And the disciples did have something to contribute. Those who would become the great apostles were now taking entirely different roles. They were serving Jesus as ushers. They were serving Jesus as waiters. They would continue to serve as clean-up crew. Jesus provided an opportunity for the disciples to serve him as he met the need of the crowd. This was his plan! Even before he asked Philip, “where can we buy food?” Jesus already had in mind what he was going to do and how the disciples could serve him. “He asked this to test them, for he already had in mind what he was going to do.” And it involved them serving.
What opportunities does Jesus give us as he rescues the needy? He doesn’t ask you to serve as waiter while he miraculously multiplies Subway sandwiches. But he 1) does provide for those in need. And he 2) does provide ways for you to serve him while he helps the needy.
And when you do serve him in this way you are given a chance to marvel at Jesus’ abundant provision and rescue! Jesus solution for the crowd was far more than was needed. The disciples were filled with thoughts of failure and hopelessness. They saw what they lacked and what little they had to offer. Soon, however they were staring at 12 baskets full of success and abundance -what Jesus had to offer the needy crowd. That’s how Jesus works. He never comes up short when he provides!
But his provision for the crowd went beyond bread. If he had stopped there he would certainly have come up short. Even if he had given them bread for the rest of their lives he still would have come up short. Jesus would not let anything deter him from giving the world what it needed: the Bread of Life. When the crowd saw the miraculous sign which Jesus had performed they exclaimed, “This must be the prophet who is to come into this world!” In a grand excitement they wanted to carry Jesus off to Jerusalem and compel him to be their new king! They thought he would free them politically from Rome just as Moses freed the people long ago from Egypt. They wanted him as their bread-winner king.
Jesus was indeed the prophet who was to come into the world, the promised Messiah. He was king. The miracle he performed before the crowd pointed to that truth. It demonstrated Jesus as the promised Messiah. But he withdrew from the crowd.
Why? He didn’t want his help to come up short of what they really needed. It’s always disheartening when efforts to help come up short. Sometimes rescue efforts fail. Tragically one man died trying to help boys trapped in the cave in Thailand. Imagine how much more that tragedy would have been amplified if his contribution and all the efforts of others came up short of rescuing the boys? What if they brought them only part of the way out? How much more important wasn’t it for Jesus to not stop short of giving the crowds what they needed! If he would have just been a giver of bread he would have come up short. They needed more than bread. They needed spiritual life. They needed living bread from heaven. They needed a rescue from God’s wrath over sin, from the grave, and from something far worse than hunger: the lasting torments of hell.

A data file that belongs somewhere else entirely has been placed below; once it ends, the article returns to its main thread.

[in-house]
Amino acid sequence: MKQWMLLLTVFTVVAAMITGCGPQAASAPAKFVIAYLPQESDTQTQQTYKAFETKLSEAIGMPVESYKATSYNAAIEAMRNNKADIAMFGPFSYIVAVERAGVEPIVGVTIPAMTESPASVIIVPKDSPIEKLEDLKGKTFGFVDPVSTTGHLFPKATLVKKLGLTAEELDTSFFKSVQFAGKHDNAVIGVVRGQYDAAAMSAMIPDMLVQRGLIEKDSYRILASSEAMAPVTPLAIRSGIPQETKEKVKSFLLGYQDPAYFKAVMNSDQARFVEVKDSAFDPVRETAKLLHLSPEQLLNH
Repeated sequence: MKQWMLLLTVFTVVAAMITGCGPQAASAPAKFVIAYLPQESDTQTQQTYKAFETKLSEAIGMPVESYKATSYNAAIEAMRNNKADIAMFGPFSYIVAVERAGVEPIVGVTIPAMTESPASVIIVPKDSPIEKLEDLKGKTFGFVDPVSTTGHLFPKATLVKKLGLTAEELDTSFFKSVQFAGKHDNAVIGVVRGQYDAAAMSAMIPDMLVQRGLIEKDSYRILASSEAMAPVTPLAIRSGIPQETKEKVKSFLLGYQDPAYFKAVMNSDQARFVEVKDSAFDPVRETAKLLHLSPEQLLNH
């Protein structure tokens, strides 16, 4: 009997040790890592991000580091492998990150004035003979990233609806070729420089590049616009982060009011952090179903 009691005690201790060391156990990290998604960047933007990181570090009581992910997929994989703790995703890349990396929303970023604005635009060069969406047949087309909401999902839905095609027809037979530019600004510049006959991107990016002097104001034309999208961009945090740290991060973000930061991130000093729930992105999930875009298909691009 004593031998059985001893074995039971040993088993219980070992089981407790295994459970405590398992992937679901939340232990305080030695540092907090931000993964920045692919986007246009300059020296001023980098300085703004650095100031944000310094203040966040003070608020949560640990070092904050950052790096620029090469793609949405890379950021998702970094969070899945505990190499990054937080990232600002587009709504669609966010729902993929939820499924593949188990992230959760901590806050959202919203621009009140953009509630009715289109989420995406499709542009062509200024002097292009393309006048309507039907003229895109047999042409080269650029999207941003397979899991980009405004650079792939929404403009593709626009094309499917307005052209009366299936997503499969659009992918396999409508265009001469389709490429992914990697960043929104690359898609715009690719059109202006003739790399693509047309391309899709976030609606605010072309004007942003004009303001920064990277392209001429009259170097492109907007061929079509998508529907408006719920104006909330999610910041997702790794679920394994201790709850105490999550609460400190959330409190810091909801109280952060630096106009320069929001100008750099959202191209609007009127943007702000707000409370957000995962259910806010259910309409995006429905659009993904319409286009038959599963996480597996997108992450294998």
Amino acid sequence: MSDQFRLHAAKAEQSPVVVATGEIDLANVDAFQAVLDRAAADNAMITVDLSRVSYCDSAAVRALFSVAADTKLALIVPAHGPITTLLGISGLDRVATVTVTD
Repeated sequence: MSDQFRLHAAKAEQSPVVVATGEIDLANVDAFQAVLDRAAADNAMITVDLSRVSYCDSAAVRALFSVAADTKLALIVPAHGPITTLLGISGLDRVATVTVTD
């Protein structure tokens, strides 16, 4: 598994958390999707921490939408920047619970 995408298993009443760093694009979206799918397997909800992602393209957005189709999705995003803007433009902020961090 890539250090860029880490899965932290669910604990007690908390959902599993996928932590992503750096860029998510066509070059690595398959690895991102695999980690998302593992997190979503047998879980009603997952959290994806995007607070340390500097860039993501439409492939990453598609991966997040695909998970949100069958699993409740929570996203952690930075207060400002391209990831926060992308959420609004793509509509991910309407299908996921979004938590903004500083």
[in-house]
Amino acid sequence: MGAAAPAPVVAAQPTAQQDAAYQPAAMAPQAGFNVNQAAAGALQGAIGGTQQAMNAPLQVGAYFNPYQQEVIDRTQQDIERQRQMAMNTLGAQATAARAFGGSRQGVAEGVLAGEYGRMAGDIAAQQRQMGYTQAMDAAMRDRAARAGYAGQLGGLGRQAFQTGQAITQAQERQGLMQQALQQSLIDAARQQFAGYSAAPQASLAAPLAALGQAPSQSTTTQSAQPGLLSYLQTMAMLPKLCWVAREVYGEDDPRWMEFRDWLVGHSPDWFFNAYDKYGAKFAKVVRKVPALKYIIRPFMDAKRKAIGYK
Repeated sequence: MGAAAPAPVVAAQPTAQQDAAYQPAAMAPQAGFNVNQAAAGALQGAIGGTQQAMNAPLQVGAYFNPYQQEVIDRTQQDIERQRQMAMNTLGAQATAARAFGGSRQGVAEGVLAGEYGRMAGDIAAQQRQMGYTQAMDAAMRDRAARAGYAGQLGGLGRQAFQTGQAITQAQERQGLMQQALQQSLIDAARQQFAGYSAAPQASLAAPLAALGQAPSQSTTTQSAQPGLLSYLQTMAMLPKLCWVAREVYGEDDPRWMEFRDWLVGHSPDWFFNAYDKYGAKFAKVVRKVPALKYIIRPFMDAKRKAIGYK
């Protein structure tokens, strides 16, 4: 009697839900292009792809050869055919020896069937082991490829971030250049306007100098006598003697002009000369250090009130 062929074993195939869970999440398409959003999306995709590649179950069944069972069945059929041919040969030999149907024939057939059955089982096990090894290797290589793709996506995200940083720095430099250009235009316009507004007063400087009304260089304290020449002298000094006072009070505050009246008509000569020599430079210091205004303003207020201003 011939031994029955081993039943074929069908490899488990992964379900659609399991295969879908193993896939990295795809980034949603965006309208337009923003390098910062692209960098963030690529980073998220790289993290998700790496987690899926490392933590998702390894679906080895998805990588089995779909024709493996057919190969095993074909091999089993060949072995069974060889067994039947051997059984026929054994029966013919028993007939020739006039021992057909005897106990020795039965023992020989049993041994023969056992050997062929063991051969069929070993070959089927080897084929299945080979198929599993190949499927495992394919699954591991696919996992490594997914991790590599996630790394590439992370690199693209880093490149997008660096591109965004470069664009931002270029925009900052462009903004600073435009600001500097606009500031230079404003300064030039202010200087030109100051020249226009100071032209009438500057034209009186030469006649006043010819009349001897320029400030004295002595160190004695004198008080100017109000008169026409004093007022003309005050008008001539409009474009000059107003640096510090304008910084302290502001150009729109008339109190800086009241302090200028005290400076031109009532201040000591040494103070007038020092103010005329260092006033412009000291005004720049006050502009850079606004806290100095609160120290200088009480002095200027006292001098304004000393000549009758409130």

Jesus would not let anything get in the way of his real mission. He did not come simply to receive worldly praise and popularity. His rescue is not just from Egypt or Rome, but from the grip of sin which has enslaved all people and doomed us to death and punishment. The payment for sin is one which we would never be able to make! (Not even a drop in the bucket) But from all eternity Jesus already knew what he was going to do! Before he even asked Adam, “Did you eat of the fruit which I told you not to eat?” Even before he said “You will surely die, dust you are and to dust you will return.” Before all time, Jesus already knew what he was going to do. He was going to the cross. He was going to die in the place of all sinners to rescue them.
Through the cross he defeated the pains of hunger forever and the pain and death that went with it! This is the king we follow and serve! And on the third day, just as he already knew, he rose to life victorious. By his life he guaranteed that he has meet our need of a perfect payment for sin! The single mother finds more than a helping hand from him, she finds peace and spiritual rest. The struggling alcoholic will find more than a recovery plan and encouragement, but release from the power of sin. The victim of a broken home, abuse, or human trafficking will find more than someone wanting to get them out of their plight, but someone who will get them out of hell forever! Jesus, the Bread of life never comes up short!
We did not even ask Jesus to do this! He saw the need of fallen mankind, he provided the solution, and met our need. And he willingly and lovingly gave all of himself despite the fact that we not only didn’t ask, but don’t deserve it! This is called grace! God’s undeserved love. And all we can do is stand back and marvel at the rich provision he has made for our need. When he rescues it never comes up short. His death, his blood, pays for every sin! Even those times that we failed to look to him and serve him to help the needy. Even for those times we have been content to let the needy be. There is no sin which is too great for his great sacrifice! Forgiveness is free and overflowing with abundance! The apostle John calls it “grace upon grace.”
This is why we now serve Jesus as he rescues people with earthly short-term needs. Yet, no earthly assistance to the needy could ever cause us to leave behind the mission of God’s church: proclaiming Christ crucified for sinners, proclaiming his great and abundant rescue not from hunger, but from death itself. This rescue is freely given through faith in him. And when we share this Bread of Life those who eat of it will never hunger for more. They are satisfied.
There are many needs in this world. Hunger is just one of them. It can seem overwhelming. We can begin to despair or dismiss the needy saying “I can’t do anything. I’ll come up short.” Should we ever dismiss those needs as “not our problem” or despair of ever having enough to help? We CAN meet the needs of everyone around us. That’s because they need more than bread. We have something far greater to offer than ordinary bread. And God supplies it abundantly so that we can serve him as we share it. When we serve this bread we can only stand back and marvel at God’s abundant provision for the needs of everyone! Jesus, “The Bread of Life,” never comes up short.